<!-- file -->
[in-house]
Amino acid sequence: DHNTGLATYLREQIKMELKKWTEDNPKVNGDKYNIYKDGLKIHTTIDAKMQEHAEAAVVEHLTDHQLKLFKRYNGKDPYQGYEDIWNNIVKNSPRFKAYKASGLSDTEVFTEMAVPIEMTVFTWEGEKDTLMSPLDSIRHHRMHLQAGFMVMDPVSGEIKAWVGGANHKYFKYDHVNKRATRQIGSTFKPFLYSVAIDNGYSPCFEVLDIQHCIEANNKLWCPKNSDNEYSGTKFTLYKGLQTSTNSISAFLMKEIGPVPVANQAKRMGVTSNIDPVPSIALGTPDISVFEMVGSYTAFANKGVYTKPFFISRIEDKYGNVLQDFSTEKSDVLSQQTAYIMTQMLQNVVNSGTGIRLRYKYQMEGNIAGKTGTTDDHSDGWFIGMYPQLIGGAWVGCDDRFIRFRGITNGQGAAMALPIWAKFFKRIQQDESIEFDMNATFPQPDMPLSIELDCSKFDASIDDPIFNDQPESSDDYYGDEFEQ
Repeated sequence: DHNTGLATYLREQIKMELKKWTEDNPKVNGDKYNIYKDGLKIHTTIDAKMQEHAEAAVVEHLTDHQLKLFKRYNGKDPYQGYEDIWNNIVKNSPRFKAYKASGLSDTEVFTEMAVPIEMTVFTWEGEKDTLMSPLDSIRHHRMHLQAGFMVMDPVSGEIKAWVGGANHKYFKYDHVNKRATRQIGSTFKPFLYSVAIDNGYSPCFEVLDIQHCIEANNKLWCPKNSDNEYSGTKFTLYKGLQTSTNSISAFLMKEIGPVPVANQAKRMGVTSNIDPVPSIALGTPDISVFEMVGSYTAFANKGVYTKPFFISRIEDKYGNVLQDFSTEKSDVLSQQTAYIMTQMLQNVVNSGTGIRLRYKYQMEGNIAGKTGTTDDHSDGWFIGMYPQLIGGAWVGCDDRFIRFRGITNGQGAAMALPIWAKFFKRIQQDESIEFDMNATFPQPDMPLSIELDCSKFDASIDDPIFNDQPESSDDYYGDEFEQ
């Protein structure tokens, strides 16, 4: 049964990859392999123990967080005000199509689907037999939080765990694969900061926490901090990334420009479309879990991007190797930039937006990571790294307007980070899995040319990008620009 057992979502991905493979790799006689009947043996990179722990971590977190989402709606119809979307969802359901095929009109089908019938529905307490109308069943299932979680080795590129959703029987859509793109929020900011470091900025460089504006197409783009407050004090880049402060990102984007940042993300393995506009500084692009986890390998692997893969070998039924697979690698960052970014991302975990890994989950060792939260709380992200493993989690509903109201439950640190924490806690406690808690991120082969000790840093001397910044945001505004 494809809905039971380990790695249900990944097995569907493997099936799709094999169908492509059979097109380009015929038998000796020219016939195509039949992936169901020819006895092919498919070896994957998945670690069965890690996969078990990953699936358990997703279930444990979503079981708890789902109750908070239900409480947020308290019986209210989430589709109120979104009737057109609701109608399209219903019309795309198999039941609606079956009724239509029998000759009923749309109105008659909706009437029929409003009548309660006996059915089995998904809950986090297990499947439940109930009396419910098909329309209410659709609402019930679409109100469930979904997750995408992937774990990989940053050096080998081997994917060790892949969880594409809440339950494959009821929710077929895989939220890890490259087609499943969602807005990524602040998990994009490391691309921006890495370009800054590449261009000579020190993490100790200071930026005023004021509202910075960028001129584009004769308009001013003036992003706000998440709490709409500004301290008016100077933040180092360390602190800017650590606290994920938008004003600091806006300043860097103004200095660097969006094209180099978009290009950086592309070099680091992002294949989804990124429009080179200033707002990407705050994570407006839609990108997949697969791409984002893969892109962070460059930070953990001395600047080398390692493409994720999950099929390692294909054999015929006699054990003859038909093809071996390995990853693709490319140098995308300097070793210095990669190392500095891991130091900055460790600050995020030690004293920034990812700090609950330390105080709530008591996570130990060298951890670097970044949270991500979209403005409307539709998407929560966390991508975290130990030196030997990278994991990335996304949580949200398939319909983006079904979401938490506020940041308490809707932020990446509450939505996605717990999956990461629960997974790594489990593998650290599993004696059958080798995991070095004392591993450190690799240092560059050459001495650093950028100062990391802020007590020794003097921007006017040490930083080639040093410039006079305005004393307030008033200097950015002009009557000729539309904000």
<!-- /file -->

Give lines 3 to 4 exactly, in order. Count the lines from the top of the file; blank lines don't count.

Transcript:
Repeated sequence: DHNTGLATYLREQIKMELKKWTEDNPKVNGDKYNIYKDGLKIHTTIDAKMQEHAEAAVVEHLTDHQLKLFKRYNGKDPYQGYEDIWNNIVKNSPRFKAYKASGLSDTEVFTEMAVPIEMTVFTWEGEKDTLMSPLDSIRHHRMHLQAGFMVMDPVSGEIKAWVGGANHKYFKYDHVNKRATRQIGSTFKPFLYSVAIDNGYSPCFEVLDIQHCIEANNKLWCPKNSDNEYSGTKFTLYKGLQTSTNSISAFLMKEIGPVPVANQAKRMGVTSNIDPVPSIALGTPDISVFEMVGSYTAFANKGVYTKPFFISRIEDKYGNVLQDFSTEKSDVLSQQTAYIMTQMLQNVVNSGTGIRLRYKYQMEGNIAGKTGTTDDHSDGWFIGMYPQLIGGAWVGCDDRFIRFRGITNGQGAAMALPIWAKFFKRIQQDESIEFDMNATFPQPDMPLSIELDCSKFDASIDDPIFNDQPESSDDYYGDEFEQ
């Protein structure tokens, strides 16, 4: 049964990859392999123990967080005000199509689907037999939080765990694969900061926490901090990334420009479309879990991007190797930039937006990571790294307007980070899995040319990008620009 057992979502991905493979790799006689009947043996990179722990971590977190989402709606119809979307969802359901095929009109089908019938529905307490109308069943299932979680080795590129959703029987859509793109929020900011470091900025460089504006197409783009407050004090880049402060990102984007940042993300393995506009500084692009986890390998692997893969070998039924697979690698960052970014991302975990890994989950060792939260709380992200493993989690509903109201439950640190924490806690406690808690991120082969000790840093001397910044945001505004 494809809905039971380990790695249900990944097995569907493997099936799709094999169908492509059979097109380009015929038998000796020219016939195509039949992936169901020819006895092919498919070896994957998945670690069965890690996969078990990953699936358990997703279930444990979503079981708890789902109750908070239900409480947020308290019986209210989430589709109120979104009737057109609701109608399209219903019309795309198999039941609606079956009724239509029998000759009923749309109105008659909706009437029929409003009548309660006996059915089995998904809950986090297990499947439940109930009396419910098909329309209410659709609402019930679409109100469930979904997750995408992937774990990989940053050096080998081997994917060790892949969880594409809440339950494959009821929710077929895989939220890890490259087609499943969602807005990524602040998990994009490391691309921006890495370009800054590449261009000579020190993490100790200071930026005023004021509202910075960028001129584009004769308009001013003036992003706000998440709490709409500004301290008016100077933040180092360390602190800017650590606290994920938008004003600091806006300043860097103004200095660097969006094209180099978009290009950086592309070099680091992002294949989804990124429009080179200033707002990407705050994570407006839609990108997949697969791409984002893969892109962070460059930070953990001395600047080398390692493409994720999950099929390692294909054999015929006699054990003859038909093809071996390995990853693709490319140098995308300097070793210095990669190392500095891991130091900055460790600050995020030690004293920034990812700090609950330390105080709530008591996570130990060298951890670097970044949270991500979209403005409307539709998407929560966390991508975290130990030196030997990278994991990335996304949580949200398939319909983006079904979401938490506020940041308490809707932020990446509450939505996605717990999956990461629960997974790594489990593998650290599993004696059958080798995991070095004392591993450190690799240092560059050459001495650093950028100062990391802020007590020794003097921007006017040490930083080639040093410039006079305005004393307030008033200097950015002009009557000729539309904000």